The regulator, the Securities and Exchange Commission of Pakistan (SECP), has now granted two takaful licenses and has up to 10 applications currently being finalized, said Faraz Uddin Amjad, Joint Director of the SECP's insurance division.
Pakistan introduced new takaful rules in 2012, allowing the use of takaful windows, which enables insurers to offer sharia-compliant and conventional products side by side, provided client money is segregated.
This prompted a legal challenge by the country's five full-fledged takaful firms claiming the rules gave conventional insurers an unfair advantage, with the legal dispute finally being resolved in May of this year.
The regulator expects at least half of Pakistan's 50 conventional insurers will eventually offer takaful products.
Takaful is seen as a bellwether of consumer appetite for Islamic finance products. It is based on the concept of mutuality: The takaful company oversees a pool of funds contributed by all policyholders, and from which claims are paid.
Pakistan's conventional insurers have been barred from offering Islamic products since the first takaful rules were introduced in 2005, but regulators have been keen to increase overall insurance coverage in the country.
Insurance penetration, measured as total premiums to gross domestic product, has hovered at 0.7 percent of GDP for the last decade and now stands at 0.9 percent of GDP, Amjad said.
This ranks as the third-lowest level in Asia, against 4.1 percent of GDP for India, a report by Swiss Re said.
Takaful has contributed marginally, the sector represents about five percent of the total insurance market, although this is expected to change in the coming year.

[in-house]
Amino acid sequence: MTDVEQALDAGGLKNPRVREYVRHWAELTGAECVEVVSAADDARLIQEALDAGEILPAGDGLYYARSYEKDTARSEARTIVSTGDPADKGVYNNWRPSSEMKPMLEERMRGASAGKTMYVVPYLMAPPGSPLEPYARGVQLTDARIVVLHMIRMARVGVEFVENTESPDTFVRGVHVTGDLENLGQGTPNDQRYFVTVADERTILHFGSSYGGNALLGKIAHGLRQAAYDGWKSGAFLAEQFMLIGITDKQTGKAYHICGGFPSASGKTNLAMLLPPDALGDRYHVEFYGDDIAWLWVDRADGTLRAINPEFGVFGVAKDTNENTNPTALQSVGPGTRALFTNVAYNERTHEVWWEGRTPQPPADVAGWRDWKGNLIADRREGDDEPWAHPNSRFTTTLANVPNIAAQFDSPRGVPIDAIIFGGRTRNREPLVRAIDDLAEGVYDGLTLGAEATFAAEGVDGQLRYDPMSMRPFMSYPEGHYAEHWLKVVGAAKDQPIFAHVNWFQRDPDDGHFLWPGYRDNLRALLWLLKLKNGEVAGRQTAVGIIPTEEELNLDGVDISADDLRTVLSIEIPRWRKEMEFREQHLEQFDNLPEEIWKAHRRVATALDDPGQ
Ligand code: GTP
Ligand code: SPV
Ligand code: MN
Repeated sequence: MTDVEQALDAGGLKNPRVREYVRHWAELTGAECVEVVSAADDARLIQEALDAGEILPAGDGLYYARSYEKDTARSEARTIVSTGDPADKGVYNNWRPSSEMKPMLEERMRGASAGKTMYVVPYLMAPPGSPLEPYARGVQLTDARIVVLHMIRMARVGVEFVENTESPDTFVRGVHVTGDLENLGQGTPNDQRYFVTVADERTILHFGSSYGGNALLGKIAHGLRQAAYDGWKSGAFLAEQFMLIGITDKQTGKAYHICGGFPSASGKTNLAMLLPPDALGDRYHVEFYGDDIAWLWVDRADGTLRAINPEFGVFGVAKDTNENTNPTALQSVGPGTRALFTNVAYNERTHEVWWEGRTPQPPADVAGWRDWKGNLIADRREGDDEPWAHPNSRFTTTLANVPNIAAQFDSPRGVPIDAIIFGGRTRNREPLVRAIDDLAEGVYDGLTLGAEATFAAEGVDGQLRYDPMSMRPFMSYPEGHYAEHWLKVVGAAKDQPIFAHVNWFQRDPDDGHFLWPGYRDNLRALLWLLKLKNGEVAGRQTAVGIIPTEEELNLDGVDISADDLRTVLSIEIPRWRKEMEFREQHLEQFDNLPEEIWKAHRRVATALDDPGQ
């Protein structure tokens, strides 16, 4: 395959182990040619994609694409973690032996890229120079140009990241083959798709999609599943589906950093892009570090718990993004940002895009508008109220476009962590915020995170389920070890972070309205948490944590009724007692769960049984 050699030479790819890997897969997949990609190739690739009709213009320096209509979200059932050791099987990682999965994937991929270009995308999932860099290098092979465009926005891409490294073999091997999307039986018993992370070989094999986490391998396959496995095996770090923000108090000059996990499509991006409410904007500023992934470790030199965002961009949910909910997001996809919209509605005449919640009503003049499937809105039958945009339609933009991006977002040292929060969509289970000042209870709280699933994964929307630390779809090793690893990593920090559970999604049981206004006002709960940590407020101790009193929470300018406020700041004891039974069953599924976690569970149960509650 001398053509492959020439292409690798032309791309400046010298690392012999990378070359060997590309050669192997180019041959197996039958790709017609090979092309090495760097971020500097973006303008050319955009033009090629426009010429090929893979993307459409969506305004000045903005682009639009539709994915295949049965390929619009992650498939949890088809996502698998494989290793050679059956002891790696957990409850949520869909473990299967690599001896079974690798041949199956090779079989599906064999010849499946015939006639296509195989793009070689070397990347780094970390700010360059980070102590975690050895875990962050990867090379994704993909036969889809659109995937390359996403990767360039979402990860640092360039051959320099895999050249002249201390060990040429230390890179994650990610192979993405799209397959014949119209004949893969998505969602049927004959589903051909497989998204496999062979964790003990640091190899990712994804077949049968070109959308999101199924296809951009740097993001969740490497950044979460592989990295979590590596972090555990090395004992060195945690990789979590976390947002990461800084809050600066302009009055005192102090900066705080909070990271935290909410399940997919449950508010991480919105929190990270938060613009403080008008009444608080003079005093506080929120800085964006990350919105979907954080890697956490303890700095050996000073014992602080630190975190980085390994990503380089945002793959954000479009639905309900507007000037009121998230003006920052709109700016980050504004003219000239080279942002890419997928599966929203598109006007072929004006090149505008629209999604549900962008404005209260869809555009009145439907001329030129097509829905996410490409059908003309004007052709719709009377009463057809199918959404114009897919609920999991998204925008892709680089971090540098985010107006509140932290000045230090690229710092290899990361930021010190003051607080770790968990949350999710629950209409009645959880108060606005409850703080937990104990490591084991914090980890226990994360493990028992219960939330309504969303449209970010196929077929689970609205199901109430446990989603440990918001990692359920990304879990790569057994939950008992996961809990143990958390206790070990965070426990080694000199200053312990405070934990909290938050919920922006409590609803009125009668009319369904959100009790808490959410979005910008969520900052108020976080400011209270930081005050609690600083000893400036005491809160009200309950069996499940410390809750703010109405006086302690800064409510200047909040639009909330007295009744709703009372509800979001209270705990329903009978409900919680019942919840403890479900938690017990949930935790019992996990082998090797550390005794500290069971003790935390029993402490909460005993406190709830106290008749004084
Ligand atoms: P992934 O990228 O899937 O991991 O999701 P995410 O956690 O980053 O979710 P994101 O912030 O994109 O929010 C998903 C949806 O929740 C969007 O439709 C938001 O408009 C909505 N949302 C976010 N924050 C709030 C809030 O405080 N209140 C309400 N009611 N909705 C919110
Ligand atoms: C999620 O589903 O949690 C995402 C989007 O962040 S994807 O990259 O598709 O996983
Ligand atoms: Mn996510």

"At least in the first year (2015) it should go into double digits. On price and service I think it will have a lot of impact," Amjad said.
United Insurance Company of Pakistan has said it plans to enter the takaful market. EFU Group, Pakistan's largest insurer, plans takaful windows for both its life and general businesses .
Conventional insurers are bigger in size and have operated for longer, whereas takaful companies are on average five to six years old, but sharia compliant products can have greater appeal to consumers, Amjad said.
"The conventional ones have a bigger branch network, more outreach, more assets - because of that they would be able to provide the products to a larger part of the population.
"Individuals would, of course, care about price and service, but they would be more concerned about the religious ethos."
The regulator sees greater opportunity in life insurance although commercial lines of business could also find appeal in rural markets where the demand for products like crop, agricultural, livestock insurance is increasing, said Amjad.
Such an increase in activity could face challenges, in particular a lack of experienced staff as well as the need for Islamic re-insurance products to help manage excess risk.
"The risk which I see is capacity risk, both at insurer level and the regulatory level, technical capacity, human capacity."
Conventional insurers must allocate 50 million rupees ($506,000) in capital to their window operations, a requirement that was not in the original rules introduced in 2012.